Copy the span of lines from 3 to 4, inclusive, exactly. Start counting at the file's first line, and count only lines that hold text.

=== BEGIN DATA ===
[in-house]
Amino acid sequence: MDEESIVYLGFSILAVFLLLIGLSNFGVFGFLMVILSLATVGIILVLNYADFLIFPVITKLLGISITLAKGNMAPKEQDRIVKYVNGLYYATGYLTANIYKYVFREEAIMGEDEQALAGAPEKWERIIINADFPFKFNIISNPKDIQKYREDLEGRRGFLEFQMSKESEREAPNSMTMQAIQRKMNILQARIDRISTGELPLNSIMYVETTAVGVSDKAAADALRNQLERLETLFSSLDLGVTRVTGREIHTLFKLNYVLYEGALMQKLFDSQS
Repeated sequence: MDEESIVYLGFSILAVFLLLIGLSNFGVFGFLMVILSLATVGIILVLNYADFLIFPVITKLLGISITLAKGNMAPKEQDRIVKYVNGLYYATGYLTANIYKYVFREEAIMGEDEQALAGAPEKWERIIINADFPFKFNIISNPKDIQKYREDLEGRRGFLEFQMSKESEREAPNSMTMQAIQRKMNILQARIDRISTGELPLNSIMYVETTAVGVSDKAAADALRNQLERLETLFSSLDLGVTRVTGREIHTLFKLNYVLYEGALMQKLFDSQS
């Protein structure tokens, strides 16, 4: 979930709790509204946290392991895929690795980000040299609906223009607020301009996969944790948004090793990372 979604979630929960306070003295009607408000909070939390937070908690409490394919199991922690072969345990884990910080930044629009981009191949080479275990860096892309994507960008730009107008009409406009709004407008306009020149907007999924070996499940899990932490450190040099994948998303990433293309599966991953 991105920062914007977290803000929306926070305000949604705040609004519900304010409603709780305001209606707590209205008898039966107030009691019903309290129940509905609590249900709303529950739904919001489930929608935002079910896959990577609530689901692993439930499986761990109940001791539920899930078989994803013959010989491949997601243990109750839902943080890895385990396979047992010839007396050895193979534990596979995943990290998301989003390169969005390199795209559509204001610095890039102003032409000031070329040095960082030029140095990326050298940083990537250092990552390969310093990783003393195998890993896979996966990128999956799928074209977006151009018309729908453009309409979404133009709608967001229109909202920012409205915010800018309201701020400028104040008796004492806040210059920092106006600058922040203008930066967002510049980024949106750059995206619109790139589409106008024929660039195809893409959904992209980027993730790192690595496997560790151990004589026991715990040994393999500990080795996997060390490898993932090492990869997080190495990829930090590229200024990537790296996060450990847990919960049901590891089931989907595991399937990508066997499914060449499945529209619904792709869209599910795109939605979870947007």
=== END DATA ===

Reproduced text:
Repeated sequence: MDEESIVYLGFSILAVFLLLIGLSNFGVFGFLMVILSLATVGIILVLNYADFLIFPVITKLLGISITLAKGNMAPKEQDRIVKYVNGLYYATGYLTANIYKYVFREEAIMGEDEQALAGAPEKWERIIINADFPFKFNIISNPKDIQKYREDLEGRRGFLEFQMSKESEREAPNSMTMQAIQRKMNILQARIDRISTGELPLNSIMYVETTAVGVSDKAAADALRNQLERLETLFSSLDLGVTRVTGREIHTLFKLNYVLYEGALMQKLFDSQS
């Protein structure tokens, strides 16, 4: 979930709790509204946290392991895929690795980000040299609906223009607020301009996969944790948004090793990372 979604979630929960306070003295009607408000909070939390937070908690409490394919199991922690072969345990884990910080930044629009981009191949080479275990860096892309994507960008730009107008009409406009709004407008306009020149907007999924070996499940899990932490450190040099994948998303990433293309599966991953 991105920062914007977290803000929306926070305000949604705040609004519900304010409603709780305001209606707590209205008898039966107030009691019903309290129940509905609590249900709303529950739904919001489930929608935002079910896959990577609530689901692993439930499986761990109940001791539920899930078989994803013959010989491949997601243990109750839902943080890895385990396979047992010839007396050895193979534990596979995943990290998301989003390169969005390199795209559509204001610095890039102003032409000031070329040095960082030029140095990326050298940083990537250092990552390969310093990783003393195998890993896979996966990128999956799928074209977006151009018309729908453009309409979404133009709608967001229109909202920012409205915010800018309201701020400028104040008796004492806040210059920092106006600058922040203008930066967002510049980024949106750059995206619109790139589409106008024929660039195809893409959904992209980027993730790192690595496997560790151990004589026991715990040994393999500990080795996997060390490898993932090492990869997080190495990829930090590229200024990537790296996060450990847990919960049901590891089931989907595991399937990508066997499914060449499945529209619904792709869209599910795109939605979870947007």